Whether it’s Facebook, Twitter or Google Plus+, social networks are some of the most popular sites online. One aspect similar between them is the ability to post brief updates on your thoughts and life. It’s a quick way to find out what’s up with the people you’re most interested in checking up on. They could be anyone from your co-workers, friends, relatives or high school classmates you haven’t talked to face-to-face in more than 20 years.
There are many positive and negative aspects to social networks, but for now let’s just take the simple updates (also known as microblogs).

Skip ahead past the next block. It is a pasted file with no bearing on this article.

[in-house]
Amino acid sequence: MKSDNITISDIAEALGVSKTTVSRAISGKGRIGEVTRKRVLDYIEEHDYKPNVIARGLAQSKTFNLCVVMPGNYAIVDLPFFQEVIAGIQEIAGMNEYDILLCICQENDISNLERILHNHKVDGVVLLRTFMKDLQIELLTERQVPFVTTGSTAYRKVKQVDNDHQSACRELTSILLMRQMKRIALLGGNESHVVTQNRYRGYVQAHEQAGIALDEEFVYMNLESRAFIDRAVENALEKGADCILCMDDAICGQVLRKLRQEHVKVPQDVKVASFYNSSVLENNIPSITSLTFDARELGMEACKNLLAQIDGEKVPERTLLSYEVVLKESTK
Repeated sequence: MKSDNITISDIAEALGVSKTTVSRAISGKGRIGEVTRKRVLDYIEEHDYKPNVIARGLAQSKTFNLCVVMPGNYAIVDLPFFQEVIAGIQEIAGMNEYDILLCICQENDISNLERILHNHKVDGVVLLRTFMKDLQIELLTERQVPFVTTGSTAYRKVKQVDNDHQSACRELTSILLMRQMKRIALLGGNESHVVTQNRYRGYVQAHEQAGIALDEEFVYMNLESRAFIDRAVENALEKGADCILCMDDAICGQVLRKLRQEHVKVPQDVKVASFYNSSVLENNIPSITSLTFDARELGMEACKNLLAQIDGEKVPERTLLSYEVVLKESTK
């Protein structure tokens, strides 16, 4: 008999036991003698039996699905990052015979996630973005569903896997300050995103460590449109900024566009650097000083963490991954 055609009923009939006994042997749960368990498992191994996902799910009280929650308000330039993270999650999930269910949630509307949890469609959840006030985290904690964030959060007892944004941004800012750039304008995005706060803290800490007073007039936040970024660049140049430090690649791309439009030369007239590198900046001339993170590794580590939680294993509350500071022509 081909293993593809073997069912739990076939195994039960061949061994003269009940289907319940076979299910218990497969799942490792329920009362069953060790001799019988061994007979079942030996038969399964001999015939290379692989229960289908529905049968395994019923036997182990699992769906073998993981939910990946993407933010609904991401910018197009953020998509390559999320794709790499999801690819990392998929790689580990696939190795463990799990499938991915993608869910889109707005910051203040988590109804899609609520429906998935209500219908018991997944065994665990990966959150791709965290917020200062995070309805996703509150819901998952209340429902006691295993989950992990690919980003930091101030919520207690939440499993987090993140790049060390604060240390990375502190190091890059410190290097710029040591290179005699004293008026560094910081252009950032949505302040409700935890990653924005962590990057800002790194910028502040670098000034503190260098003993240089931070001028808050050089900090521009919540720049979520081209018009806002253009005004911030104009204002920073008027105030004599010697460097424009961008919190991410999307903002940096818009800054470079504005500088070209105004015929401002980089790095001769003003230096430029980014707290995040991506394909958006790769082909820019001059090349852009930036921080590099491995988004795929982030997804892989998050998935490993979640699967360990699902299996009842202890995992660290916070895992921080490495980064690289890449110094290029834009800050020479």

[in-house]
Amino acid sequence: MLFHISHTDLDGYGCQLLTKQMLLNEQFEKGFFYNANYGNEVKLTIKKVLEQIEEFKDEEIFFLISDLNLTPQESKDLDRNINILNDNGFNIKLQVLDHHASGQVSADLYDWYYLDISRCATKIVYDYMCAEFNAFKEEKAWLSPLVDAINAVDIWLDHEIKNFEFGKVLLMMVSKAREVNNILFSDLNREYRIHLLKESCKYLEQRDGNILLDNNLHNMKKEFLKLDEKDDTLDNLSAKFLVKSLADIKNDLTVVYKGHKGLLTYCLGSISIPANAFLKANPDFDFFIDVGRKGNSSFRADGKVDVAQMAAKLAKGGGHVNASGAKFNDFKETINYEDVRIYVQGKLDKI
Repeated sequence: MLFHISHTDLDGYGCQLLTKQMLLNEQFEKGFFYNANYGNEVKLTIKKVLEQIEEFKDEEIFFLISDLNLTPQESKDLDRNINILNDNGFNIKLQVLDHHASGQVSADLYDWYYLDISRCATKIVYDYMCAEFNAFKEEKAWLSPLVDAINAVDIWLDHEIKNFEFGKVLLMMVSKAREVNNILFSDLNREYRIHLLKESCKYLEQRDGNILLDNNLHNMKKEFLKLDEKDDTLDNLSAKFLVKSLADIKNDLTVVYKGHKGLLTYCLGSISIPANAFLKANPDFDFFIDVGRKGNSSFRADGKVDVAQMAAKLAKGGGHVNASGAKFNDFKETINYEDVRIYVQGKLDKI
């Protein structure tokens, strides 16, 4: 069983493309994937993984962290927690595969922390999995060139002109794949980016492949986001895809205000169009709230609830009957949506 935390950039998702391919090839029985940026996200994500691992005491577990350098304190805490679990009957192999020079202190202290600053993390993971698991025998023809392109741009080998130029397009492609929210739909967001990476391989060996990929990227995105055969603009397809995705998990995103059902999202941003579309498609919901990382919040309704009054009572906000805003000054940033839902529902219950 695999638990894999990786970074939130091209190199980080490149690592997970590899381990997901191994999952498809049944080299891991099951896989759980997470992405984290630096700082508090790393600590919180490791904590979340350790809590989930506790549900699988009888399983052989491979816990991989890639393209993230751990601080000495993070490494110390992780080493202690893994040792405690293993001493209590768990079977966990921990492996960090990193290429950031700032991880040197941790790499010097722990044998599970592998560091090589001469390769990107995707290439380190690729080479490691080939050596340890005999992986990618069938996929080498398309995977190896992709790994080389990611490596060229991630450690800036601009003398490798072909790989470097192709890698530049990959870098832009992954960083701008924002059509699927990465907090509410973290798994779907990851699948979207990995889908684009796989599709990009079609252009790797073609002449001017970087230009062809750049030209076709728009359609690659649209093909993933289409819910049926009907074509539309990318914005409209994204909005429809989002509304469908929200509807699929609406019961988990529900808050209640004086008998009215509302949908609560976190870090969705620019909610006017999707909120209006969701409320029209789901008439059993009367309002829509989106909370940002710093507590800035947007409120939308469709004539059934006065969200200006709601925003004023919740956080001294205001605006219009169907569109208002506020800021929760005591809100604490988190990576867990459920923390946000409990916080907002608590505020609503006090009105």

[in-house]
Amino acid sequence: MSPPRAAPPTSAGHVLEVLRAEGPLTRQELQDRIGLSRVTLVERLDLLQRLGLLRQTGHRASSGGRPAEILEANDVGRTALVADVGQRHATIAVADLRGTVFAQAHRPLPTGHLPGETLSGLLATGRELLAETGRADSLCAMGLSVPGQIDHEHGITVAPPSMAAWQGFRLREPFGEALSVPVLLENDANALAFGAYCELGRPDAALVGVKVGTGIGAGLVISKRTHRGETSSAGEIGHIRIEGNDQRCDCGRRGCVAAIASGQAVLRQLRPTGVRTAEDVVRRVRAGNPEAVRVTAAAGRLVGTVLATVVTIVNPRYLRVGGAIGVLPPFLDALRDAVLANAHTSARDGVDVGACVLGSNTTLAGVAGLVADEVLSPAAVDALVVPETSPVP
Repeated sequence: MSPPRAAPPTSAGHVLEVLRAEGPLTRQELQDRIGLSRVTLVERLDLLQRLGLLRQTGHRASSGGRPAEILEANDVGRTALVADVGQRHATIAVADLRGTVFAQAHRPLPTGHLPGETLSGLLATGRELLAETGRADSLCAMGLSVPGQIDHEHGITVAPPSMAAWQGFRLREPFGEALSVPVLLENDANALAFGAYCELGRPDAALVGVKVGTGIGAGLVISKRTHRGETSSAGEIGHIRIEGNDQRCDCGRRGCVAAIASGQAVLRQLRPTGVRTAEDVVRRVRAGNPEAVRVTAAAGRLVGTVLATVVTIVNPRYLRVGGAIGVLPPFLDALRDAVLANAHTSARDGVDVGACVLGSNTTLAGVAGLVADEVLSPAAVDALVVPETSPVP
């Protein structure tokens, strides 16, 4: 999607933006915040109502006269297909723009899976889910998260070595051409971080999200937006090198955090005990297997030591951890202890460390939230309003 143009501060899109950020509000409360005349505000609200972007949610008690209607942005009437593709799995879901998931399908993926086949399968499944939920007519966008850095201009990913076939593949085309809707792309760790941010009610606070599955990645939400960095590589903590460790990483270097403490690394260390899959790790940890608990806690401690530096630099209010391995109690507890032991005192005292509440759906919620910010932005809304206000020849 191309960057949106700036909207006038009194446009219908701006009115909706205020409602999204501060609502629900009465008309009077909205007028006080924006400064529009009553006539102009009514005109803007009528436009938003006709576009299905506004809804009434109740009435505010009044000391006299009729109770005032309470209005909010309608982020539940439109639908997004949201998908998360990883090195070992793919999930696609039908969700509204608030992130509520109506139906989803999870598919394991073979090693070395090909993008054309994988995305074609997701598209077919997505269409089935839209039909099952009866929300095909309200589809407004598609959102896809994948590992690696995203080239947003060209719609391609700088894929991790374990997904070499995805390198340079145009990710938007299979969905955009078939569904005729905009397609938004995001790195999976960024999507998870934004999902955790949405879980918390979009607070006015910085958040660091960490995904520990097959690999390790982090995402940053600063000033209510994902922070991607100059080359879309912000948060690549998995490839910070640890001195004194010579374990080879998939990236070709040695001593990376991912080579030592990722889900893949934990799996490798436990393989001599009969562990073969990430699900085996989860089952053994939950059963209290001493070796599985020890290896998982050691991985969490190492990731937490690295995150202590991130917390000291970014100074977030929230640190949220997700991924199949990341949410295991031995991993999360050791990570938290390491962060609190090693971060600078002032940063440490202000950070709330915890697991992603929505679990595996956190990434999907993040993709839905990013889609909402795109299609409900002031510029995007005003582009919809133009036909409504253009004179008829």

There seem to be a few general categories for these types of updates:
1.) Good news
2.) Neutral news
3.) Bad news
4.) Calls to action
Certainly it can be a fine thing to share the above types of news with others, but understanding the types you tend to write will help you better understand yourself and your thinking.
Do you tend to share the good stuff that happens to you? Does it make you feel a bit superior or feel better about yourself? Are you simply grandstanding without realizing it?
In regard to neutral news, to what end do you announce on the Internet your full itinerary for the day? Is social networking ingrained in you? Are you lonely and want to share the little things in your life with others through status updates?
Do you relate bad news for people to empathize with you? Is it a way to wallow in your own sorrows?